The 2015 Government committed to extending the Right to Buy to housing association tenants. This page outlines what's happened so far.
Some owners of empty properties are now charged higher amounts of council tax. This has become known as the ‘empty homes premium’. How does this premium work and when will the charge apply?
What is the empty homes premium?
The council tax system in England, Scotland and Wales allows district and unitary councils to charge higher rates of council tax on properties that have been “unoccupied and substantially unfurnished” for certain periods of time. The aim of this is to encourage owners to bring empty properties back into use.
This provision dates from 2013 in England and Scotland and 2017 in Wales. Further legislation was passed in 2018 in England extending the maximum additional charges. (Council tax does not operate in Northern Ireland.)
The law sets a maximum charge that a council can make. For instance, after a property has been “unoccupied and substantially unfurnished” for two years, an authority in England can charge up to 200% of the normal council tax bill (see the Table below).
The amount of the empty homes premium is based on the normal council tax band of the property. The band itself is not affected by the empty homes premium.
The ‘reset period’
When a property is reoccupied, the premium is no longer payable. However, if the property becomes empty again before the ‘reset period’ has elapsed, the premium will apply again immediately. If the property is reoccupied for longer than the reset period, a further two-year period (one year in Scotland and Wales) will have to elapse before a premium can be charged again. This is to prevent people from occupying a property for, say, a few days in order to have the premium disapplied, then moving out again.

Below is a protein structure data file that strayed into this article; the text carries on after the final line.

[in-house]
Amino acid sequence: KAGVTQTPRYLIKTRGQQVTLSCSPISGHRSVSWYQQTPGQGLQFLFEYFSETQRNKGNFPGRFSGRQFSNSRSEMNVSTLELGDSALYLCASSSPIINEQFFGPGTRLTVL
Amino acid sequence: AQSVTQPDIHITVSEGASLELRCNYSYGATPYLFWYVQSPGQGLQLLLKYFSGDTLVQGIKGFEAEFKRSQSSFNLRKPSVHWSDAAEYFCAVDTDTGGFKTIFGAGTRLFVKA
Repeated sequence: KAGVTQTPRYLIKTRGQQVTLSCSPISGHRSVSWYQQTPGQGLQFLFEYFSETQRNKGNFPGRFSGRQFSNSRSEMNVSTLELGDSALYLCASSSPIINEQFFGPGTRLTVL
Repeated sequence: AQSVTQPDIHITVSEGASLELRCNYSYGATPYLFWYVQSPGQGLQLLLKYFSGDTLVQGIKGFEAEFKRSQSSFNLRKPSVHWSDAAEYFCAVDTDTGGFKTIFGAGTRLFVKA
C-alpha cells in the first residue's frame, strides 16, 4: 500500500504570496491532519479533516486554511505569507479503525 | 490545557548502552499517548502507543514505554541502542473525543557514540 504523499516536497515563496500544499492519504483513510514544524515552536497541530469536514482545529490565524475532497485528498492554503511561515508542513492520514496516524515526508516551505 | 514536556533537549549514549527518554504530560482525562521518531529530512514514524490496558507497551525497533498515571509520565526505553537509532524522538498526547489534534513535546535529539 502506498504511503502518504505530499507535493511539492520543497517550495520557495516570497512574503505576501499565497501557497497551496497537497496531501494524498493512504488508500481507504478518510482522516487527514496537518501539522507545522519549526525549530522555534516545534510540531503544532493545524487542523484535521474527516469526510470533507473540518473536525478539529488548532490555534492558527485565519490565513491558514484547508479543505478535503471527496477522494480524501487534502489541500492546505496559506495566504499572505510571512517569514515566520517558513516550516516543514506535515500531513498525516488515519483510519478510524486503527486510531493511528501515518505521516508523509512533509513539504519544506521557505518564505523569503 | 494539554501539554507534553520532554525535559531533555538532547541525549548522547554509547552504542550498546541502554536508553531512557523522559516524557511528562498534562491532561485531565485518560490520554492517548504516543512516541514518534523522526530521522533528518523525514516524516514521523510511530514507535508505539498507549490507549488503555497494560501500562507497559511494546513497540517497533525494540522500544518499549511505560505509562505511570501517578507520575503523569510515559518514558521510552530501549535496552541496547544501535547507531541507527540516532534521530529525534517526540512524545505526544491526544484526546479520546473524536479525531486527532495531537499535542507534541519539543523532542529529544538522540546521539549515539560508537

How do the rules on council tax premiums differ across Great Britain?
|How do the rules on council tax premiums differ across Great Britian
|Maximum charge as a percentage of standard bill
|Depends how long the property is unoccupied:
200% (2 to 4 years)
300% (5 years)
400% (10 years)
|Property must be empty for
When might you have to pay the premium?
There are some scenarios in which homeowners may face an empty homes premium when they do not expect to.
Acquiring an empty property you intend to live in
If you have bought a property that has already been empty for two years or more (one year in Scotland and Wales) and you do not immediately occupy it, you may have to pay the premium. Liability for the premium depends on how long the property has been empty: a change in ownership does not ‘reset the clock’. As soon as you move into the property, the premium will cease to apply.
Liability for a council tax premium will not appear on the normal legal searches that are conducted when purchasing a property.
Acquiring an empty property you intend to sell
If you have bought, or inherited, a property and you have not been able to sell it within two years of its becoming empty, you may have to pay the premium. In Scottish legislation and in Welsh legislation, the period is one year, but demonstrable attempts to sell or let the property will exempt it from an empty homes premium for up to one additional year. This exemption does not apply in England.